Dr. Haridas is a final year resident, Dr. Oluwabusi is a Child Fellow, and Dr. Gurmu is Chief resident in the Psychiatry Program at Drexel University College of Medicine in Philadelphia. Dr. Kushon is Clinical Associate Professor of Psychiatry at Drexel University College of Medicine and Medical Director of the Psychiatric-Medical Care Unit at Hahnemann University Hospital in Philadelphia, Pennsylvania.
Disclosure: The authors report no affiliation with or financial interest in any organization that may pose a conflict of interest.
Off-label disclosure: This article includes discussion of investigational treatments for major depression.
Please direct all correspondence to: Arun Haridas, MD, MRCPsych, Drexel University College of Medicine, Department of Psychiatry, 1427 Vine St, 8th Floor, Philadelphia, PA 19107; Tel: 215-762-6660; Fax: 215-762-6673; E-mail: firstname.lastname@example.org.
• Several case reports point to quetiapine’s abuse potential on the black market.
• Oral, intravenous, and intranasal routes of abuse have been reported.
• The inhalational method of quetiapine abuse is novel and counter-intuitive.
• Polysubstance abuse history may bring combinations of abuse, eg, quetiapine with cocaine-“Q” ball, quetiapine with marijuana “Maq ball.”
Quetiapine abuse has been a cause for increased concern among clinicians. Several reports have highlighted this in the past. Reports of quetiapine abuse have varied in their routes of administration. The authors have had experience in managing several patients who have admitted to the use of quetiapine outside of prescription settings. This article examines the case of a recent patient on the authors’ inpatient unit who admitted to a novel route of abuse. While quetiapine’s abuse potential in the black market is well known, motivations for the abuse of quetiapine have varied in the past. Anxiety and insomnia has been amongst the reported motivations. Combination abuse of quetiapine with cocaine, called “Q ball,” have been reported previously. Quetiapine serves as a substitute for heroin when used in this combination. This article highlights a previously unreported combination of quetiapine with marijuana used in the inhalational route in what is termed a “Maq ball.”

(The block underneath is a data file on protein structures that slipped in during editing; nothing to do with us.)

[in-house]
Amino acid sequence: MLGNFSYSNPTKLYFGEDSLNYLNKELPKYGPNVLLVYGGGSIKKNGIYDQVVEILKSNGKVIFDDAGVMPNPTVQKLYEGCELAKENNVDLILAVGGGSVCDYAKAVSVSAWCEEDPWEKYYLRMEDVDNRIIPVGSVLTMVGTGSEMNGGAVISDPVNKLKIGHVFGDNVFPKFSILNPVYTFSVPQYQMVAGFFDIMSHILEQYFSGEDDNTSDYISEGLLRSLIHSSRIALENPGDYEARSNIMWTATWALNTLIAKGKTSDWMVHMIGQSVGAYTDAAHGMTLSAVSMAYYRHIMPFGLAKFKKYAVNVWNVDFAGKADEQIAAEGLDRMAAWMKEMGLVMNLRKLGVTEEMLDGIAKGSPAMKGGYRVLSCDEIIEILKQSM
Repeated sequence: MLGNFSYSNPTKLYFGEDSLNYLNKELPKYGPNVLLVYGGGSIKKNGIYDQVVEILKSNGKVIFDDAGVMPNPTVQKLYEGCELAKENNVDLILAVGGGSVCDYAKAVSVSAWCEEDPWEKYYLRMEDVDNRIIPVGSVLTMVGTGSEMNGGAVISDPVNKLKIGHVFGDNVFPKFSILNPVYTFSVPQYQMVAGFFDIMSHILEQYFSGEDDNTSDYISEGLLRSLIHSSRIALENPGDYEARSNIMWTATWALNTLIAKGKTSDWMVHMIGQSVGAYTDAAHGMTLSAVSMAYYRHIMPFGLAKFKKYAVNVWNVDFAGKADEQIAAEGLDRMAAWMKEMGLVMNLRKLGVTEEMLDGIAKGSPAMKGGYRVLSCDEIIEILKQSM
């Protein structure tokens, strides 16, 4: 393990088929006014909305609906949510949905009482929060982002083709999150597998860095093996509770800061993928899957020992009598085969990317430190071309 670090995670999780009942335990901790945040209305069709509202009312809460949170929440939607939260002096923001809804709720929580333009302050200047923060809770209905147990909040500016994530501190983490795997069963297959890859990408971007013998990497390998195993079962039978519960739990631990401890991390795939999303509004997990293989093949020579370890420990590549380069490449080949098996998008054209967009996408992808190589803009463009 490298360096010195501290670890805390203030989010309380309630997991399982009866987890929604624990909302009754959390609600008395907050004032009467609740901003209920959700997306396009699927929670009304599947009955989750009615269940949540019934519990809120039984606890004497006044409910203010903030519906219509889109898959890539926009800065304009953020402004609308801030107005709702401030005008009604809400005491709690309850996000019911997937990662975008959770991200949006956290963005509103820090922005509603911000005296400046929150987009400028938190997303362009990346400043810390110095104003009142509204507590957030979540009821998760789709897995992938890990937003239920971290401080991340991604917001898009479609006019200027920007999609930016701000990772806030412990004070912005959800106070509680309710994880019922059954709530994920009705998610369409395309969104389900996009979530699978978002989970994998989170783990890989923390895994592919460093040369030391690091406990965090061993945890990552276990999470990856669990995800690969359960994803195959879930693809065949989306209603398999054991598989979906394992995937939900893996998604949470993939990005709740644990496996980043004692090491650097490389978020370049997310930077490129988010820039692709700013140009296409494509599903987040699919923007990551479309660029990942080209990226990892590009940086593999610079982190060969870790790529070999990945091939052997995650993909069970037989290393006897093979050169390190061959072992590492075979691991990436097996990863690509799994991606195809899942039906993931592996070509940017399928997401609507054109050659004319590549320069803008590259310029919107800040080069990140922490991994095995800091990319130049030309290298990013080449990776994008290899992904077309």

Quetiapine has been cited in several recent reports of being abused, especially in prison settings under the name “baby heroin” and “quell.”1,2 Reports of quetiapine abuse have varied in their routes of administration from the intravenous,1 intranasal,3,4 and oral.5 The authors have had experience in managing numerous patients in the in-patient unit who have admitted to obtaining and using quetiapine outside of prescription settings. A recent patient in an in-patient unit is highlighted below, illustrating this worrisome trend.
A 27-year-old Hispanic male was admitted to the in-patient unit with a history of worsening depressed mood with suicidal ideation. He described polysubstance abuse involving marijuana, crack cocaine, alprazolam, and quetiapine; his preferred drug of choice was marijuana. He described smoking 1 oz. of marijuana daily. Approximately 1–2 times per week, he smoked crushed quetiapine tablets mixed with one ounce of marijuana. In addition, he smoked crack cocaine 3 times/week and alprazolam 5–10 mg/day orally up to 5 times/week.